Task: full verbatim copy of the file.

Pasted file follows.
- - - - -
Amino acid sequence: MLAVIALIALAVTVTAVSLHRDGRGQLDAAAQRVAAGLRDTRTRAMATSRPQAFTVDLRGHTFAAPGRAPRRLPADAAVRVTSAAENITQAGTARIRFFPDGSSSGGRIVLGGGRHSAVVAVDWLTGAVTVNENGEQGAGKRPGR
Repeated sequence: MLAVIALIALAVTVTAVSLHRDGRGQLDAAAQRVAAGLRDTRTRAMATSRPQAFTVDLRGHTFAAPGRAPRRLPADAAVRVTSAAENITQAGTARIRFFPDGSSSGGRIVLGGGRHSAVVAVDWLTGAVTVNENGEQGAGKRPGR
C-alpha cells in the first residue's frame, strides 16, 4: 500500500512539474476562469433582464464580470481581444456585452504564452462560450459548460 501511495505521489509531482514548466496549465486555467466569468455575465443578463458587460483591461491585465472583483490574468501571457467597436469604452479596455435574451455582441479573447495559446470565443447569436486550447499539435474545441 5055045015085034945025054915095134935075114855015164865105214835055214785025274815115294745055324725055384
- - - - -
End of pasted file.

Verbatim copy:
Amino acid sequence: MLAVIALIALAVTVTAVSLHRDGRGQLDAAAQRVAAGLRDTRTRAMATSRPQAFTVDLRGHTFAAPGRAPRRLPADAAVRVTSAAENITQAGTARIRFFPDGSSSGGRIVLGGGRHSAVVAVDWLTGAVTVNENGEQGAGKRPGR
Repeated sequence: MLAVIALIALAVTVTAVSLHRDGRGQLDAAAQRVAAGLRDTRTRAMATSRPQAFTVDLRGHTFAAPGRAPRRLPADAAVRVTSAAENITQAGTARIRFFPDGSSSGGRIVLGGGRHSAVVAVDWLTGAVTVNENGEQGAGKRPGR
C-alpha cells in the first residue's frame, strides 16, 4: 500500500512539474476562469433582464464580470481581444456585452504564452462560450459548460 501511495505521489509531482514548466496549465486555467466569468455575465443578463458587460483591461491585465472583483490574468501571457467597436469604452479596455435574451455582441479573447495559446470565443447569436486550447499539435474545441 5055045015085034945025054915095134935075114855015164865105214835055214785025274815115294745055324725055384